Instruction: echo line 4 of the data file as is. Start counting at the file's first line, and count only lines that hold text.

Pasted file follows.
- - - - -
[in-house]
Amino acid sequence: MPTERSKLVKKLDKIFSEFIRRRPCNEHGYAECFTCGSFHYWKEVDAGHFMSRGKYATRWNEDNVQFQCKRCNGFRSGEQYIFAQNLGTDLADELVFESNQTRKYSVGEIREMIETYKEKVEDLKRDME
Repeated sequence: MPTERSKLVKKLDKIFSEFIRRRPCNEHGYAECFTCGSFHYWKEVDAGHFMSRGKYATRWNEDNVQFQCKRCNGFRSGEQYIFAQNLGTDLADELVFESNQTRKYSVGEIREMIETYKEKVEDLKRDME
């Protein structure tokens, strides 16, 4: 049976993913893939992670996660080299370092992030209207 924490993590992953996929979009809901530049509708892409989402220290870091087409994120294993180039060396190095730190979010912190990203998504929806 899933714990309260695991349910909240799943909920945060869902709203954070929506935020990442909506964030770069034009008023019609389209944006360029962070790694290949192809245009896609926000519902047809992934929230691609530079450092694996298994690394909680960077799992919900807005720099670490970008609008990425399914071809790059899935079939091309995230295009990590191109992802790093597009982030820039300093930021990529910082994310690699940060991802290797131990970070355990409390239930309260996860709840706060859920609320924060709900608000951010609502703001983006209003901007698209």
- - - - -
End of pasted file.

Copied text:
């Protein structure tokens, strides 16, 4: 049976993913893939992670996660080299370092992030209207 924490993590992953996929979009809901530049509708892409989402220290870091087409994120294993180039060396190095730190979010912190990203998504929806 899933714990309260695991349910909240799943909920945060869902709203954070929506935020990442909506964030770069034009008023019609389209944006360029962070790694290949192809245009896609926000519902047809992934929230691609530079450092694996298994690394909680960077799992919900807005720099670490970008609008990425399914071809790059899935079939091309995230295009990590191109992802790093597009982030820039300093930021990529910082994310690699940060991802290797131990970070355990409390239930309260996860709840706060859920609320924060709900608000951010609502703001983006209003901007698209």